I spent the first 25 years of my life convinced that finding a partner was the key to living happily ever after.
I had watched the rom coms, read the fairytales, and had been brought up in a very traditional Christian household that put a lot of focus on getting married. Women were supposed to find husbands, those husbands were supposed to take care of them, the women were supposed to have lots of children and care for those children, and together they would grow happier and closer in their joint relationship with God.
By the time I was 17, my feminist education had begun and I started to doubt that this traditional model of marriage would make me happy, but despite all of my logical reasoning, I still believed that getting married and finding “the one” was going to be the key to my happiness. One day I’d find that person, and everything would be perfect and I’d finally feel complete.
I went through the next eight years of my life perpetually single and rarely dating anyone for more than a few months. Slowly, all of my friends began to pair off, and I found myself excluded from the couples-only outings and double dates. I kept hoping that one day I would find my person and then I’d finally get to experience the joy that all my friends did. I’d finally get that happily ever after moment. At 25, I was started to believe it would never happen, as I was practically a spinster in my family, since my brother, parents, and cousins had all been married by the time they were 22.
And then, one day in 2011 when I was least expecting it, it happened. We met and it was pretty much love at first sight. We hit it off instantly, starting dating two days later, and have been together ever since. In 2015, we were married, I was finally considered an adult in the eyes of my parents, and I thought, “Yes! This is it!”
But something happened in the months and years that have followed that forced me to change my entire worldview around marriage and partnership — I found I could be happily married and still be very much depressed.
Society had done such a good job of teaching me that finding the right partner was the answer to everything. I had found that partner: loving, funny, supportive, loyal, progressive, my equal, and always there for me no matter what. It took finding the love of my life to realize that my depression was real, that I had to fix it for myself, and no amount of love from another person was going to make it go away.
The two and a half years since my wedding have arguably been the worst and most difficult of my life, and yet my marriage has been wonderful. Each day we grow stronger and closer in our partnership, but my anxiety, fears, and stress have grown, too. Changes in my career, our up and down financial status, the loss of friends to domestic violence, the loss of family members to cancer, the loss of a beloved pet, and the weight of all the violence and injustice in the world began to sit squarely on my chest and many days I felt like I couldn’t exert the energy to exist.
It took finding the love of my life to realize that my depression was real, that I had to fix it for myself, and no amount of love from another person was going to make it go away.
Just four months ago I hit a low point. I found myself in a state of despair like I had never felt before. I struggled to get out of bed. I struggled to leave the house. I struggled to do my job here at Catalyst. I had friends texting me each morning to make sure I was still here. I saw the impact I was having on my loved ones, including my husband, and the guilt of that compounded with my own grief.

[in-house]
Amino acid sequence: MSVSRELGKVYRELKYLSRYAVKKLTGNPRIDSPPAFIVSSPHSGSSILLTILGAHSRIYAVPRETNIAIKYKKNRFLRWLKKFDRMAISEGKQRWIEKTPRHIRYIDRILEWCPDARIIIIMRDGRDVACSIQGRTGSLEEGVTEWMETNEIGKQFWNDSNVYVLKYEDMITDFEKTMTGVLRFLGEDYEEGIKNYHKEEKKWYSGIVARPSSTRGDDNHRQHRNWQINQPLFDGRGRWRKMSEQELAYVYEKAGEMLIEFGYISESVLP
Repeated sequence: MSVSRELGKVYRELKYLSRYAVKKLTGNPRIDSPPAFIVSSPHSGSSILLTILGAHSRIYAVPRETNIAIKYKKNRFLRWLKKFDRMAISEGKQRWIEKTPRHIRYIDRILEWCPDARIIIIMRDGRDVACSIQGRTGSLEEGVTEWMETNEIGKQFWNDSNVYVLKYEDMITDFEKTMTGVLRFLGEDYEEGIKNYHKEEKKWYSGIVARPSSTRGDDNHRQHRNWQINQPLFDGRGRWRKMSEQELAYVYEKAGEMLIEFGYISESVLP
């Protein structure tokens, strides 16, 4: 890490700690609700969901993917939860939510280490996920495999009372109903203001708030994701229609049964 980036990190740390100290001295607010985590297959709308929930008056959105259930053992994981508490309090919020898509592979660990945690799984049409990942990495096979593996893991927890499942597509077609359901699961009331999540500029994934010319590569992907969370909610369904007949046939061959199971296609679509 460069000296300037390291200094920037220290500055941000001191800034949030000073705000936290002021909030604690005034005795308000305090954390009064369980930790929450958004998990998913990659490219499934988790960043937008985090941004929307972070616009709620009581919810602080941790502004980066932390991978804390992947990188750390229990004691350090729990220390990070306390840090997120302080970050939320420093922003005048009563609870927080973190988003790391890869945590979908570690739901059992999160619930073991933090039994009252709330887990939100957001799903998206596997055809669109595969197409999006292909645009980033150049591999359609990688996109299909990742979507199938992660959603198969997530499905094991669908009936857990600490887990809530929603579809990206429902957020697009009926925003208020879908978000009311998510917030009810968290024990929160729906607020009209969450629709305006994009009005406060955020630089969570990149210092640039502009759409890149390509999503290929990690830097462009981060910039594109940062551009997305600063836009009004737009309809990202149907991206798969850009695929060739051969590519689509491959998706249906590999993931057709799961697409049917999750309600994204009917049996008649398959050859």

And then I went to therapy.
Now, this is not to say that therapy is the key to everything, but for me, it was a start. It was something I could do to work through my depression, and to take responsibility for it. Getting married wasn’t the key to me finding happiness and mental stability. Instead, it was going to take daily introspection and a lot of painful work to break through and understand why I have suffered from depression and anxiety for so much of my life.
Slowly, I have been bringing meditation, journaling, and yoga back into my life, as well. All that mixed with weekly therapy has helped me turn a corner. I am not 100% happy, and I doubt I ever will be, but I have the clarity of knowing that my mental health is my responsibility, not that of my partner’s. Having a supportive partner has made it easier, and I’m so thankful for that. For many people, an unsupportive partner can be a barrier to finding mental health care and can be more damaging than good.
So if you are approaching your marriage with the hopes that it will solve all of your problems, I encourage you to stop and reflect on how you can learn to better love yourself in the days leading up to your wedding.
What can you do to take responsibility for your own happiness, as opposed to putting it in the hands of another person? How can you lean on your partner without completely relying on them? How can you support your partner on their own path to finding good mental health? How can you set boundaries to ensure your mental health is a priority in your life?
This path is going to look different for every person and for every relationship, but for too long the messages the wedding industry has sent us about “the happiest days of our lives” have been incomplete. We all deserve happiness, not on just one day, but every day.
Jen Siomacco is the CEO and Creative Director of Catalyst Wedding Co. She works to mesh together her love of feminism, love stories, equality and design into the layout and brand of Catalyst while she sits on her couch and snuggles up with her SUPER lazy cats.